On November 18, 2022, controversial kickboxer-turned-influencer Andrew Tate had his official Twitter account, @cobratate, restored. Elon Musk, the new CEO of the social media site, defined the policy change that led to his unban as “freedom of speech, but not freedom of reach.”
In a second tweet, Musk specifically mentioned some of the accounts that had been restored, including comic Kathy Griffin, media figure Jordan Peterson, and the Babylon Bee, a conservative parody website. Additionally, when 15 million people cast their votes in a Twitter poll, he reinstalled former US President Donald Trump.
Tate appears to have been reinstated on the same policy, despite the fact that Musk avoided mentioning him by name. As more followers voted in favour of providing general amnesty to suspended accounts, with exceptions made for individuals who utilised accounts for spam or criminal conduct, more unbans are anticipated to occur:
“The people have spoken. Amnesty begins next week. Vox Populi, Vox Dei.”
What about other social media channels, though? Could Facebook, Instagram, and TikTok’s recent drastic modifications be a portent of things to come for those platforms as well? Could Andrew Tate soon be allowed back on other significant platforms?
Andrew Tate is unlikely to be reinstated on other social media platforms
By using an affiliate marketing technique through Hustlers University, a collection of online courses that have been roundly denounced as a pyramid scheme, Andrew Tate’s beliefs started to gain traction online in 2022. Along with encouraging members to sign up new members, he also urged them to share videos of him expressing his opinions on TikTok and Instagram.
Following Tate’s ascent to mainstream fame in July, many people were horrified to learn that his generally regarded as harmful and misogynistic ideas were being repeated on well-known social media platforms. This led to a significant deplatforming movement, which was ultimately successful.
Tate was permanently banned from the TikTok, YouTube, Facebook, and Instagram networks, all of which are controlled by Meta. However, because fan accounts continue to share his clips, he is still active on these networks.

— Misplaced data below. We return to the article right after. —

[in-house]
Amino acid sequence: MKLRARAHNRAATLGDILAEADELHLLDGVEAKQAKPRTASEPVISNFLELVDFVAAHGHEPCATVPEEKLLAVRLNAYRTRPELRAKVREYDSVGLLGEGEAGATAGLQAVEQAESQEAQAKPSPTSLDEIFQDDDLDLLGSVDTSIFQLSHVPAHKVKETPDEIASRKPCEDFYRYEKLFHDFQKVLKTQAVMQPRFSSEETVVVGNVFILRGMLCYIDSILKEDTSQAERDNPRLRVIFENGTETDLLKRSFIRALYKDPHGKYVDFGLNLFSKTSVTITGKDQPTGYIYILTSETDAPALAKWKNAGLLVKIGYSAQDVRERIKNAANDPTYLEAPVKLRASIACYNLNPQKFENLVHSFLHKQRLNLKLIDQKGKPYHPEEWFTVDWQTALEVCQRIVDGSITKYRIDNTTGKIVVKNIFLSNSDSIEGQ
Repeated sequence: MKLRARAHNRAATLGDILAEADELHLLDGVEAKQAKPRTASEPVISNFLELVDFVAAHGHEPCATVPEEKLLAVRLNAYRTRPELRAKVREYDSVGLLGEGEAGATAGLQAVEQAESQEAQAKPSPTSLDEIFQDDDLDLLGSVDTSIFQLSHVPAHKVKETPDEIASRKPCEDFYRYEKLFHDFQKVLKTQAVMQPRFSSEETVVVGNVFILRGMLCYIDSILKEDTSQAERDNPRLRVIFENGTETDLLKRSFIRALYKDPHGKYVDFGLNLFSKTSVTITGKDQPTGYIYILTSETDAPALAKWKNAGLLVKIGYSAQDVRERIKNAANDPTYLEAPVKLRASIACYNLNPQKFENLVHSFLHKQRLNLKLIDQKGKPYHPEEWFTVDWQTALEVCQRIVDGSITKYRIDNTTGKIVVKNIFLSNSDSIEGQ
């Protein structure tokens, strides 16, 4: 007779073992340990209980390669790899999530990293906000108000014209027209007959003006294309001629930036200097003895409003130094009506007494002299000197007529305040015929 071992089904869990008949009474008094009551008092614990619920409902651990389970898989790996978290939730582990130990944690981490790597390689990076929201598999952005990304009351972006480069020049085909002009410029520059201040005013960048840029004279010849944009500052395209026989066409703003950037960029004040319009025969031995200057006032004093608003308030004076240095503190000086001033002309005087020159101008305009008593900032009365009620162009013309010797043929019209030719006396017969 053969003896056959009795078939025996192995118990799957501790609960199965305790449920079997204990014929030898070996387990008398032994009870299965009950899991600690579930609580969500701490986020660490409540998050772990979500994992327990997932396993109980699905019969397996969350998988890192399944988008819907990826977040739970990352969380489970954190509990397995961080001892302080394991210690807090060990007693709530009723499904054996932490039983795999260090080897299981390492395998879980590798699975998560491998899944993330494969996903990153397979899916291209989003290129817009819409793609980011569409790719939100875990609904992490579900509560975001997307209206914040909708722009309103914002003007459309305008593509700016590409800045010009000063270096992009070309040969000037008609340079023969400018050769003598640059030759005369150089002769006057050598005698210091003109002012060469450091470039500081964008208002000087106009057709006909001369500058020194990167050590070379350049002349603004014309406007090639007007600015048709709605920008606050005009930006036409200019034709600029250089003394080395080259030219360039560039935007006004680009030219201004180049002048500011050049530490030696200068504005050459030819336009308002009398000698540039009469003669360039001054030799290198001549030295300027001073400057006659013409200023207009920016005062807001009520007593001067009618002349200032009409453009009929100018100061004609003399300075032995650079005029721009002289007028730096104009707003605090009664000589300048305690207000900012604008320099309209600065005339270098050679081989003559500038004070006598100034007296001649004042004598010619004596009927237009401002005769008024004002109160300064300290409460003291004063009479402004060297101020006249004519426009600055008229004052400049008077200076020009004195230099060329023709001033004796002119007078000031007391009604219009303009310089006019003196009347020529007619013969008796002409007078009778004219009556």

Twitter was conspicuously absent from the list of websites that banned Andrew Tate in August. This is because he was already banned from several accounts.
Perhaps it shouldn’t have come as a surprise when Tate’s comments on the #MeToo movement led to his indefinite suspension from Twitter in 2017. He asserted that those who are sexually harassed or assaulted are at fault for the trauma they endure. He created a second account in an effort to circumvent his ban, but Twitter promptly removed it in 2021 after it was confirmed, claiming that it had done it inadvertently.
In November, Twitter had a lot of staff turnover and policy changes as a result of a change in ownership. Elon Musk, whose acquisition of the platform was completed around the end of October, pledged significant improvements to the platform’s free speech policies. He restored a number of well-known accounts on November 18, including Andrew Tate’s.
The reinstatement coincided with a change in Twitter policy that said that nasty and unfavourable tweets could still be seen by some users but would be “max deboosted and demonetised.” Musk assured users that these tweets would not appear in their feeds unless they specifically searched for them.
The modification, as with practically every other choice made since Musk took control of the platform, drew strong criticism. The new Twitter CEO uploaded a graph on his page, stating that since the adjustment, the number of impressions on abusive messages has decreased by a third.
If this regulation is effective in reducing hate speech on social media, it’s feasible that other sites like Facebook and Instagram will adopt a similar policy.
Adopting these modifications would not always result in the reinstatement of accounts that had been blocked for using hate speech on other sites, unlike Musk’s Twitter. Musk made clear the ideological justifications for his desire to acquire Twitter throughout his acquisition campaign.
When it comes to popular social media platforms, Twitter seems to be an exception lately. Andrew Tate is unlikely to be hired by any big platform very soon, barring the appearance of a Musk-like character who buys them.